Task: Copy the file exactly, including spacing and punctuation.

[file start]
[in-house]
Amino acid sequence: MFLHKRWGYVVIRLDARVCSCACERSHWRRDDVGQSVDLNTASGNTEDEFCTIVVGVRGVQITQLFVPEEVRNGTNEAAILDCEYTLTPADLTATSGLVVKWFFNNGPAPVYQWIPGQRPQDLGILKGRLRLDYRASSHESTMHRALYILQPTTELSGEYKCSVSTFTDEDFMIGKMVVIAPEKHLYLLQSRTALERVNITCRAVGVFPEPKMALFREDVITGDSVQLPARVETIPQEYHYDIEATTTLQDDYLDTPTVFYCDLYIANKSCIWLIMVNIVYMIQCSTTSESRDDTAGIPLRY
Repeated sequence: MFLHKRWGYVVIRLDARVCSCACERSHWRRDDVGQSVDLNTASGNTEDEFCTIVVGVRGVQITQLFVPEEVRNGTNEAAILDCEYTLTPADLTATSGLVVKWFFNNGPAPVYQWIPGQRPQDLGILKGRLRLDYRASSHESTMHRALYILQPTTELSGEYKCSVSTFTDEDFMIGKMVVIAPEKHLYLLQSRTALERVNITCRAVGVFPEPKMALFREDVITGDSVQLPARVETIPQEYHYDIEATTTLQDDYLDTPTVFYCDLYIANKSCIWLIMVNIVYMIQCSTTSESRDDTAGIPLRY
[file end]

[in-house]
Amino acid sequence: MFLHKRWGYVVIRLDARVCSCACERSHWRRDDVGQSVDLNTASGNTEDEFCTIVVGVRGVQITQLFVPEEVRNGTNEAAILDCEYTLTPADLTATSGLVVKWFFNNGPAPVYQWIPGQRPQDLGILKGRLRLDYRASSHESTMHRALYILQPTTELSGEYKCSVSTFTDEDFMIGKMVVIAPEKHLYLLQSRTALERVNITCRAVGVFPEPKMALFREDVITGDSVQLPARVETIPQEYHYDIEATTTLQDDYLDTPTVFYCDLYIANKSCIWLIMVNIVYMIQCSTTSESRDDTAGIPLRY
Repeated sequence: MFLHKRWGYVVIRLDARVCSCACERSHWRRDDVGQSVDLNTASGNTEDEFCTIVVGVRGVQITQLFVPEEVRNGTNEAAILDCEYTLTPADLTATSGLVVKWFFNNGPAPVYQWIPGQRPQDLGILKGRLRLDYRASSHESTMHRALYILQPTTELSGEYKCSVSTFTDEDFMIGKMVVIAPEKHLYLLQSRTALERVNITCRAVGVFPEPKMALFREDVITGDSVQLPARVETIPQEYHYDIEATTTLQDDYLDTPTVFYCDLYIANKSCIWLIMVNIVYMIQCSTTSESRDDTAGIPLRY